Oshman: Most people are taught that weight is a simple equation – eating less food than the energy you expend. It turns out that this equation is wrong! Weight is determined by a command center in the brain that is affected by hormones produced in the gut, fat cells, and glands. Even when people reduce their calories, the brain responds by slowing down the metabolism and other controls to keep your weight stable.
Why do some people find it so hard to lose weight even if they reduce calories and exercise?
Oshman: I explain to patients that the brain has a ‘hunger control center’ that drives our body weight to stay at a certain point. For most people with obesity, when they reduce calories and exercise, their body responds by a process called metabolic adaptation, in which our body releases hormones that activate the ‘hunger control center’ to drive us to eat more and be less active. It’s important for people to understand that our biology drives hunger, not that hunger drives our biology.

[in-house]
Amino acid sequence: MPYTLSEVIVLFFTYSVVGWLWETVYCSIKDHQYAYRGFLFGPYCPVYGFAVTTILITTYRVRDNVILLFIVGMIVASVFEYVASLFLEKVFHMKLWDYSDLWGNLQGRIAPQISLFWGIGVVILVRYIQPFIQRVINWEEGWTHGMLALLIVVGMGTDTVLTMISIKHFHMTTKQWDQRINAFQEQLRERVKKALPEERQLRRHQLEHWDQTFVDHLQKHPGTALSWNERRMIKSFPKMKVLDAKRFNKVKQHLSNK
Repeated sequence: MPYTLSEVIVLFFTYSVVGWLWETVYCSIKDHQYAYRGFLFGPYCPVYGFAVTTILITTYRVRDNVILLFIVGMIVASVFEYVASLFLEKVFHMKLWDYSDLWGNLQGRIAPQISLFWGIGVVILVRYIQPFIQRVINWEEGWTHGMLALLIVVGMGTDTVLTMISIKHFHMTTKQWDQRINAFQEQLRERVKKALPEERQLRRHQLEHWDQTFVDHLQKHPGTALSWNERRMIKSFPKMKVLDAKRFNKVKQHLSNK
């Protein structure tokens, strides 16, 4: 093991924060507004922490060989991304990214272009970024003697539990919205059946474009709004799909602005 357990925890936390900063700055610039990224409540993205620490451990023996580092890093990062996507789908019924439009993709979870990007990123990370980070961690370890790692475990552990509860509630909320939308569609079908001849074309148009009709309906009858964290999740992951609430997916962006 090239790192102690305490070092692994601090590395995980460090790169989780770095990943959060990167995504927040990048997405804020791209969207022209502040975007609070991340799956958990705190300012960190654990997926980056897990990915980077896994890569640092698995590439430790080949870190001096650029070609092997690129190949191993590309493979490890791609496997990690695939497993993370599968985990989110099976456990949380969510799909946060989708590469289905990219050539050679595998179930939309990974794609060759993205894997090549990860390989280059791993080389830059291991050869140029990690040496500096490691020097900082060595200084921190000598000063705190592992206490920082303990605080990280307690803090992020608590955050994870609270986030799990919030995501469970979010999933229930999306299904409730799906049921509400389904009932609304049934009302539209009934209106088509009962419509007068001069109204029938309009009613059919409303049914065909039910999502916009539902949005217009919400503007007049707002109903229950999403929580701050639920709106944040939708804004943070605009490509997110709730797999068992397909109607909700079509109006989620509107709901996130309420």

What are the top reasons someone who is overweight or obese should want to lose weight?
Oshman: I treat obesity focused on complications. I don’t make specific weight-based goals for patients like being under 200 or 300 pounds!
Obesity, especially severe obesity, is a risk factor for many other chronic diseases like diabetes and fatty liver disease. In addition, many people with severe obesity have chronic joint pain, sleep apnea and other conditions related to obesity.
My primary goal with every adult and pediatric patient, regardless of weight, is to have a healthy relationship with food and to eat in a nourishing way, and to have a life with fun movement and activity! Many of the people who come to me for care with obesity also have an eating disorder like binge eating disorder so I focus most on understanding how to help them develop the healthy habits they want.